Water Company Withdraws 742-Acre Plan Downsized Application Forthcoming
By Rebecca Correa, The Eagle-Tribune, North Andover, Mass.
Jul. 2–NEWTON — The Hampstead Area Water Co. has withdrawn its request for a 742-acre water franchise.
The company instead will submit a new application for a 66-acre franchise to put pump houses on the property, according to selectmen Chairman Robert Donovan Jr.
The town received word Monday of the company’s new plan, just two weeks after a meeting about the water franchise drew 200 residents, many of whom were opposed to the plan.
Donovan said the town received a letter notifying them of the change in plans three days ago. He said no specific reason was given for the change, but he thinks the meeting June 16 “had a lot to do with the decision.”
The president of the Hampstead Area Water Co. could not be reached for comment yesterday.
The reduction in the size of the franchise is closer to what town Planning Board members said they originally hoped it would be. The water franchise is meant to serve Sargent Woods, an 80-unit senior housing development now under construction.
But planning officials from Newton and Plaistow said a water franchise that large, on the town’s largest aquifer, was going to hurt about 150 families in the area.
Specifically, they believed it would affect the water supply of Newton residents who live on Smith Corner Road, Peaslee Crossing Road and part of Route 108.
And in Plaistow, the proposal would hurt residents of Sweet Hill Road and Greenfield Drive, according to Leigh Komornick, Plaistow’s planning coordinator. She said Sweet Hill Road residents are experiencing water pressure problems that would only worsen with a large water franchise nearby.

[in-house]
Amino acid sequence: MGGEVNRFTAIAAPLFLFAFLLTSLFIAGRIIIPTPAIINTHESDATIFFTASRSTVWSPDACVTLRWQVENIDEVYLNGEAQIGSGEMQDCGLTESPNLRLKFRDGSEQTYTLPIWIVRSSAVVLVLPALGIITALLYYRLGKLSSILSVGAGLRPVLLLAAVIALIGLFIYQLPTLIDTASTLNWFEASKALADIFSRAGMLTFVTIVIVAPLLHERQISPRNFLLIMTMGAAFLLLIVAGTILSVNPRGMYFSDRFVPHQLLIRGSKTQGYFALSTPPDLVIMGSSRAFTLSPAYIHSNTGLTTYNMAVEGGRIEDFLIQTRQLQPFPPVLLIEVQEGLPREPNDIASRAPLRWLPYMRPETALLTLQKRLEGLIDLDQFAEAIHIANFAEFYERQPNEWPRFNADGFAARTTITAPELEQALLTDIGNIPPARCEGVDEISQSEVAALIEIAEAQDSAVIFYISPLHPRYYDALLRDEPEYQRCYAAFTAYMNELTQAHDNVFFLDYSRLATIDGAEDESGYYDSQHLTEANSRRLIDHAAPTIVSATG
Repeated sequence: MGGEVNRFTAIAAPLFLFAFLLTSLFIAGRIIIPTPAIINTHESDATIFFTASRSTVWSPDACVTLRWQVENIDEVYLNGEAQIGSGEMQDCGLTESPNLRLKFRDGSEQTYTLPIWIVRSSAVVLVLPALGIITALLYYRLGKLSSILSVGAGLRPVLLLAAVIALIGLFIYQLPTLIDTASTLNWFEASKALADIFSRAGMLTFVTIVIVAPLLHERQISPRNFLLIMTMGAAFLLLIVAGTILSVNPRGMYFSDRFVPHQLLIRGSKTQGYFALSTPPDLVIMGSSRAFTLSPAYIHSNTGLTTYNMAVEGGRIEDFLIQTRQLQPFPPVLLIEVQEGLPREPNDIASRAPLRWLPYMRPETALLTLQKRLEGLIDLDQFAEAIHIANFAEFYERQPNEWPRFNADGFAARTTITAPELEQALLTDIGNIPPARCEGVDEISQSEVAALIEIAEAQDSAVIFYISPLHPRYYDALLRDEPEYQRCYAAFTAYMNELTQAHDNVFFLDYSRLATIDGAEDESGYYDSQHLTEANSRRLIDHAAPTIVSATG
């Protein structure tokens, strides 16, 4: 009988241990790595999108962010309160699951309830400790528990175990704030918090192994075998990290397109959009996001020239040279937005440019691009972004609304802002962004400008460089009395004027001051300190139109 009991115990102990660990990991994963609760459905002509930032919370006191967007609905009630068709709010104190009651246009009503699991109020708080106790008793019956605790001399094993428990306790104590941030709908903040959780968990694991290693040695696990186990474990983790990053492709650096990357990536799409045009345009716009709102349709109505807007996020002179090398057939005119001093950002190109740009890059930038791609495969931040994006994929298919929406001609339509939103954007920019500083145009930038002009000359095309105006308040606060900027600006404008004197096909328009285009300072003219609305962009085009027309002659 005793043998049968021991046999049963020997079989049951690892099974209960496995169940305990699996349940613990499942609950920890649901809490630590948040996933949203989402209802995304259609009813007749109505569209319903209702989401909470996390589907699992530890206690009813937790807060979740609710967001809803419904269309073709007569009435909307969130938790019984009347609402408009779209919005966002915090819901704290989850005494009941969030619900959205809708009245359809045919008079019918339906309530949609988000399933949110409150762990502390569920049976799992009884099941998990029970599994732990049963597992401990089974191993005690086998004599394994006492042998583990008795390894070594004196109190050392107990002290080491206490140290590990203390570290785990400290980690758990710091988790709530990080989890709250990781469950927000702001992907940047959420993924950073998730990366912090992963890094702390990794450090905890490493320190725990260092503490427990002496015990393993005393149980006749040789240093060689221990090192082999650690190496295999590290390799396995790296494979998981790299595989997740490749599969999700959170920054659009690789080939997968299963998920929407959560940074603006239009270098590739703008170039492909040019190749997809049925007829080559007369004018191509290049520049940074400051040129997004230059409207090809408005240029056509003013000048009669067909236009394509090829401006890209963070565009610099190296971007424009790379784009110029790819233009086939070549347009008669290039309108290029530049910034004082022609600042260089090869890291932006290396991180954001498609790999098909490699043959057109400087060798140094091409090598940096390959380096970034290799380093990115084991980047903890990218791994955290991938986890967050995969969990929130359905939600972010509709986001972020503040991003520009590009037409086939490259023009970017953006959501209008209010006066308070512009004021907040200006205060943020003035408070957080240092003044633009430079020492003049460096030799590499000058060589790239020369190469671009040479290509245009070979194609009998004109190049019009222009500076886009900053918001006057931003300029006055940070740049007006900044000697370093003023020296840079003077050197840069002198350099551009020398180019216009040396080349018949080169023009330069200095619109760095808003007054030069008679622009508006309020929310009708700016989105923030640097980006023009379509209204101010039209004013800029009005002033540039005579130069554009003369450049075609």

The proposal didn’t require town approval. The state’s Public Utilities Commission can approve a water franchise without the town’s blessing. But Newton selectmen held an emergency meeting and intervened in the process, hoping the commission would hear residents’ concerns and reject the plan.
The change in plans is a small victory for Newton officials.
Donovan said he was pleased the company listened to the town’s concerns, but he still doesn’t believe the water franchise is a good thing.
“I’m still not comfortable with it. There’s still some work we want to do with them on it,” he said. “I want to make sure they’re not going to pump water and move it off site.”
The Public Utilities Commission has not scheduled a hearing yet, but one will be necessary on the water company’s plan.
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